Santa Claus Is Coming to Town
Michael hadn’t slept in days, so, when the woodstove in his parents’ living room began to bulge and stretch, he chalked it up to sleep deprivation and gave his eyes a good rub. But when the old black beast had grown large enough to accomodate a man, when its door swung open to reveal the jolly old elf himself, that’s when Michael began to freak the fuck out.
The sun was peeking tentatively out from behind the trees just beyond the big picture window, its rays casting an orangey glow along the edges of the fat man’s red suit. He shook his head and ran his fingers through his white beard.
“I’ve been waiting,” he told Michael.
“You’ve been what?”
“At first,” said Santa—there was no use denying it was him, no matter how long it had been since Michael stopped believing—“at first, I thought it was just my blasted phone.”
Santa produced a smart phone from his front pocket. He said, “The misses and the workshop staff have got me using an app for my lists now, but the blasted thing is so quirky.”
Santa crossed the living room in two quick steps and bent himself over to stare into Michael’s eyes.
“What?” said Michael.
Santa stood upright again, shook his head, and then crossed back to the swollen wood stove. He reached his arm back into its depths and pulled from its maw his enormous red sack.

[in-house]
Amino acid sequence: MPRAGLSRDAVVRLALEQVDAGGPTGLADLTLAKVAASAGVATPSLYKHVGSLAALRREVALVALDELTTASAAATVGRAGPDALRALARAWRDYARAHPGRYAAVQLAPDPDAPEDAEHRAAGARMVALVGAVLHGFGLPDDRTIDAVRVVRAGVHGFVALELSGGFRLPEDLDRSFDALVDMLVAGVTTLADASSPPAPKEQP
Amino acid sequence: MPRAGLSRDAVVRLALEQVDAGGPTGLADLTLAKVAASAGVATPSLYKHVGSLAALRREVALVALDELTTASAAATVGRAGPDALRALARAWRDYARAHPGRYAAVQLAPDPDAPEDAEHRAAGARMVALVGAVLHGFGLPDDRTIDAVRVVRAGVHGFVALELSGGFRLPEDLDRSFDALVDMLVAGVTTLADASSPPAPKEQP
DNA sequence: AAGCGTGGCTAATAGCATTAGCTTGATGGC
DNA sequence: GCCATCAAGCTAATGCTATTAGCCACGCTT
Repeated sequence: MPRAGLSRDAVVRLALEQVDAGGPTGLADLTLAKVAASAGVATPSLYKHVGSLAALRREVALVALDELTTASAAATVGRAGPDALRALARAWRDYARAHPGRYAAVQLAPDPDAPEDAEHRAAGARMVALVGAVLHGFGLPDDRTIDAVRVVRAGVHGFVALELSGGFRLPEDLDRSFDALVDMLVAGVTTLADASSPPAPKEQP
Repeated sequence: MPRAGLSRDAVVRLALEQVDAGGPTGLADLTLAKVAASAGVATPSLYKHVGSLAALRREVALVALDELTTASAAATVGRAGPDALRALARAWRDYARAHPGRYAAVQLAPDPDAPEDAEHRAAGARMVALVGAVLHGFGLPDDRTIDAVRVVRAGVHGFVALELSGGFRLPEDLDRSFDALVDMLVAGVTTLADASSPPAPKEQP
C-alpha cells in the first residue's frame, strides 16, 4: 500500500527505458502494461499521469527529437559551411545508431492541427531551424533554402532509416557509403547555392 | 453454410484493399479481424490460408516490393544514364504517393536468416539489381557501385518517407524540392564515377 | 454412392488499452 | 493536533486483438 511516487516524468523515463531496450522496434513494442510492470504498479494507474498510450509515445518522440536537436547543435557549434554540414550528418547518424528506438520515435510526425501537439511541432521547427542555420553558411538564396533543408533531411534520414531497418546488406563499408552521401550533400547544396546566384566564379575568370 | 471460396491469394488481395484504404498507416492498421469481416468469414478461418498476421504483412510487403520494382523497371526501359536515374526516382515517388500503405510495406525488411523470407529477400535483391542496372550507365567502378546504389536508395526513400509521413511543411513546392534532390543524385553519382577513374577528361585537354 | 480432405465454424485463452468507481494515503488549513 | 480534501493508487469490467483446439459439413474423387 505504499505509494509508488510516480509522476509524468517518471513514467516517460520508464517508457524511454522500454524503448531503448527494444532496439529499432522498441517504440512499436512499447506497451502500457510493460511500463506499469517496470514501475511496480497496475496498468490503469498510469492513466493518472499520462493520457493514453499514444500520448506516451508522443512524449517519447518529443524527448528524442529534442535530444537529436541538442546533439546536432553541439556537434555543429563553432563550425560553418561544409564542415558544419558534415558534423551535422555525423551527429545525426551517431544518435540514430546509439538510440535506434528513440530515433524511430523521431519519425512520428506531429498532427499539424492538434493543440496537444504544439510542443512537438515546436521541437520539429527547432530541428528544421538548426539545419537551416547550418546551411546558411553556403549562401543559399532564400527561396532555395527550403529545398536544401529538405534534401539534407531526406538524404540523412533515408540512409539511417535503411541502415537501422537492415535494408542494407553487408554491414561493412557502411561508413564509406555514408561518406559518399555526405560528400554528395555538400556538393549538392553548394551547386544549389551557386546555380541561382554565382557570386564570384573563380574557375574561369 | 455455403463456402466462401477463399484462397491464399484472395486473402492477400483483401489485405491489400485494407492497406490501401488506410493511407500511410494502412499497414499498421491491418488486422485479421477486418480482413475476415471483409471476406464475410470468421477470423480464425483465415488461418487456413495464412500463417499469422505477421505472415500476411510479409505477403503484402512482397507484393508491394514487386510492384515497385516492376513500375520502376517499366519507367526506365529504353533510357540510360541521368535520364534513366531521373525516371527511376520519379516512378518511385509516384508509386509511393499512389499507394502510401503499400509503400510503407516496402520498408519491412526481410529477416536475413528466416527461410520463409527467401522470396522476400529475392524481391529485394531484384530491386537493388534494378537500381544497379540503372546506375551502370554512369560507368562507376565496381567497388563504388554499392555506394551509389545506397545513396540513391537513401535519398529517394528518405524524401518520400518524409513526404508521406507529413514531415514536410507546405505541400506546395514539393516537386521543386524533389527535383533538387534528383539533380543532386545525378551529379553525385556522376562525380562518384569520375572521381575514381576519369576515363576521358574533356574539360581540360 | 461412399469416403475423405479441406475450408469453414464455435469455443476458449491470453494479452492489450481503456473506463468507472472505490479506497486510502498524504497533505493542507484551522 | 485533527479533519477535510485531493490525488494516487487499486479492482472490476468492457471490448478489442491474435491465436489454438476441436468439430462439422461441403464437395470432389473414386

“You’ve got something in there for me?”
“Ho, ho, ho,” he laughed. “You haven’t been on the naughty list since you were six.”
Michael puzzled over this for a moment. What had he done when he was six?
“The year you stuck your sister in the eye with the curtain rod,” said Santa, clarifying.
Santa set the bag atop the coffee table and plunged his arm into it, looking straight-up like Mary Poppins.
“I kept waiting and waiting,” said Santa, “checking the app, waiting to see if you’d finally fall asleep. But here we are,” he said. “Almost Christmas morning, and your brain won’t leave you alone long enough for you to blink, let alone close your eyes on purpose.”
“It’s been a rough year,” said Michael.
Santa looked at him as he continued to fish for the present. Michael swore he saw the twinkle go out of the old man’s eyes for a second, but then he blinked and it was back.
“For you, too?” said Michael.
“Oh no,” said Santa, finally pulling his arm out the bag, a small wrapped box clutched in his fist. “Not a rough year for me, but for too many others. Far too many.”
Santa handed Michael the box and Michael asked, “Should I open it now?”
“Up to you,” said Santa.
Michael tore at the wrapping paper, then plucked the lid from small white box underneath.
Inside was a laminated piece of paper with a hole punched at the top, a simple red length of yarn strung through it. On the paper was a child’s hand-drawn attempt at a cardinal, signed in green crayon with the initials M.S.
Michael had seen this before, ages before, but had thought it long gone. It was his, something he’d made for his grandmother when he was small. He remembered how she’d beamed at him—“my little konstnär,” she’d said as she clutched it to her heart.
He looked up to thank Santa Claus, to ask where he’d found it—how—but the jolly old elf was gone, the woodstove was back its normal size, and his family was sitting around him, asking, “Hey, sleepyhead, you awake?” And then, “Hey, where’d you find that old thing?”